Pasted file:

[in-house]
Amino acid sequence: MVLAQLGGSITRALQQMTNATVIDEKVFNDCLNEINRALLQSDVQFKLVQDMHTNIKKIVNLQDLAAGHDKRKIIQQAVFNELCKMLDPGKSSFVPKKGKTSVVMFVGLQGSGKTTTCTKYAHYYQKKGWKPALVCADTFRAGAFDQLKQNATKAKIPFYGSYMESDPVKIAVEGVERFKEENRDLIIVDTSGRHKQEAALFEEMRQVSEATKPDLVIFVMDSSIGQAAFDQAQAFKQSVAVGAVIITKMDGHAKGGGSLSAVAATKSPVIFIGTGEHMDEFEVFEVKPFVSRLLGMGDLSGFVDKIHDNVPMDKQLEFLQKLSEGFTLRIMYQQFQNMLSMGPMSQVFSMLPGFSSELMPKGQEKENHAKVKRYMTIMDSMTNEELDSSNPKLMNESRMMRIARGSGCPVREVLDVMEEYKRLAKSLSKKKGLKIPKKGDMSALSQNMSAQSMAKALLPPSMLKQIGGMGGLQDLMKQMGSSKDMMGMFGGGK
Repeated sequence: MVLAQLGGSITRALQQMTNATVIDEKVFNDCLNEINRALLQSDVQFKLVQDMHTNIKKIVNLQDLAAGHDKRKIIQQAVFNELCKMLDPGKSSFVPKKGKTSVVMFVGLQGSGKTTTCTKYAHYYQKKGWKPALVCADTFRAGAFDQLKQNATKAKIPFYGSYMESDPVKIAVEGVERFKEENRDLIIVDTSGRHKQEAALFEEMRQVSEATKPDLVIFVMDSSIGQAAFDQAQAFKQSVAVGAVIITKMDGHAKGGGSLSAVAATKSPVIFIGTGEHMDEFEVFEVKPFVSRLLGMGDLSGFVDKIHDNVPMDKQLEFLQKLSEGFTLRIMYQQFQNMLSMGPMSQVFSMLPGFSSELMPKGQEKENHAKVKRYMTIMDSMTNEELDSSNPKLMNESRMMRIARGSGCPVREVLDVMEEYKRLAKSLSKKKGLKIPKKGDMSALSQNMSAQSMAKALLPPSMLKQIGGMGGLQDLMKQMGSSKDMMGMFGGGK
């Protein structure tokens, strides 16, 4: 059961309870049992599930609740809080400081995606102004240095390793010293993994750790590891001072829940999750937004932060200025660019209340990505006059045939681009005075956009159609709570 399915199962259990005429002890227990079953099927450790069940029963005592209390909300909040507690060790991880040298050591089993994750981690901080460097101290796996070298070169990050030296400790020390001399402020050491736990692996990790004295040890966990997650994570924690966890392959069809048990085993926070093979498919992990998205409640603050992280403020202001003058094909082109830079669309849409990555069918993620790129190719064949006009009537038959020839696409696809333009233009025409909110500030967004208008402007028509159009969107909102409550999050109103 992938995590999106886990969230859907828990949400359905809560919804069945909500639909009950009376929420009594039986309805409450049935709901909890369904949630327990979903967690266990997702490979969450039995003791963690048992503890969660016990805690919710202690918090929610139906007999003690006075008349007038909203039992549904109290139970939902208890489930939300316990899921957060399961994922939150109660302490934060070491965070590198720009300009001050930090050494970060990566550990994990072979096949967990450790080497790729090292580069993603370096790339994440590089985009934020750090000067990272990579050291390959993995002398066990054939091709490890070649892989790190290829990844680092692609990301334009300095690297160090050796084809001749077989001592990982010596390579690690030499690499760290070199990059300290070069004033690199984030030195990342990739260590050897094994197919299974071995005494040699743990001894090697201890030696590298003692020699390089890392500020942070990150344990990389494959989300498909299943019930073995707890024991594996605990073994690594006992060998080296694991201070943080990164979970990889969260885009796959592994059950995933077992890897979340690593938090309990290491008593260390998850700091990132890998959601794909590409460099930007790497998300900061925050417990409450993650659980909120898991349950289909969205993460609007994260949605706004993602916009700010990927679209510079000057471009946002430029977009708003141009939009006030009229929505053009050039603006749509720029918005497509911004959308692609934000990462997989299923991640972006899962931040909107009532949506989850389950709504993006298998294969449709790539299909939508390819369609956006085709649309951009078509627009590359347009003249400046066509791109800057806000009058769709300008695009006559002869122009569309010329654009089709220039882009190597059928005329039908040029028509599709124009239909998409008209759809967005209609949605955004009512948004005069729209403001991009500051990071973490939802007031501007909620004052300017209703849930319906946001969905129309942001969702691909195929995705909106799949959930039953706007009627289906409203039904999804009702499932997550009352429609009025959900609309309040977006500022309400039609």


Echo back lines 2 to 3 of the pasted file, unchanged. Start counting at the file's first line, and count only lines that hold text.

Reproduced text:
Amino acid sequence: MVLAQLGGSITRALQQMTNATVIDEKVFNDCLNEINRALLQSDVQFKLVQDMHTNIKKIVNLQDLAAGHDKRKIIQQAVFNELCKMLDPGKSSFVPKKGKTSVVMFVGLQGSGKTTTCTKYAHYYQKKGWKPALVCADTFRAGAFDQLKQNATKAKIPFYGSYMESDPVKIAVEGVERFKEENRDLIIVDTSGRHKQEAALFEEMRQVSEATKPDLVIFVMDSSIGQAAFDQAQAFKQSVAVGAVIITKMDGHAKGGGSLSAVAATKSPVIFIGTGEHMDEFEVFEVKPFVSRLLGMGDLSGFVDKIHDNVPMDKQLEFLQKLSEGFTLRIMYQQFQNMLSMGPMSQVFSMLPGFSSELMPKGQEKENHAKVKRYMTIMDSMTNEELDSSNPKLMNESRMMRIARGSGCPVREVLDVMEEYKRLAKSLSKKKGLKIPKKGDMSALSQNMSAQSMAKALLPPSMLKQIGGMGGLQDLMKQMGSSKDMMGMFGGGK
Repeated sequence: MVLAQLGGSITRALQQMTNATVIDEKVFNDCLNEINRALLQSDVQFKLVQDMHTNIKKIVNLQDLAAGHDKRKIIQQAVFNELCKMLDPGKSSFVPKKGKTSVVMFVGLQGSGKTTTCTKYAHYYQKKGWKPALVCADTFRAGAFDQLKQNATKAKIPFYGSYMESDPVKIAVEGVERFKEENRDLIIVDTSGRHKQEAALFEEMRQVSEATKPDLVIFVMDSSIGQAAFDQAQAFKQSVAVGAVIITKMDGHAKGGGSLSAVAATKSPVIFIGTGEHMDEFEVFEVKPFVSRLLGMGDLSGFVDKIHDNVPMDKQLEFLQKLSEGFTLRIMYQQFQNMLSMGPMSQVFSMLPGFSSELMPKGQEKENHAKVKRYMTIMDSMTNEELDSSNPKLMNESRMMRIARGSGCPVREVLDVMEEYKRLAKSLSKKKGLKIPKKGDMSALSQNMSAQSMAKALLPPSMLKQIGGMGGLQDLMKQMGSSKDMMGMFGGGK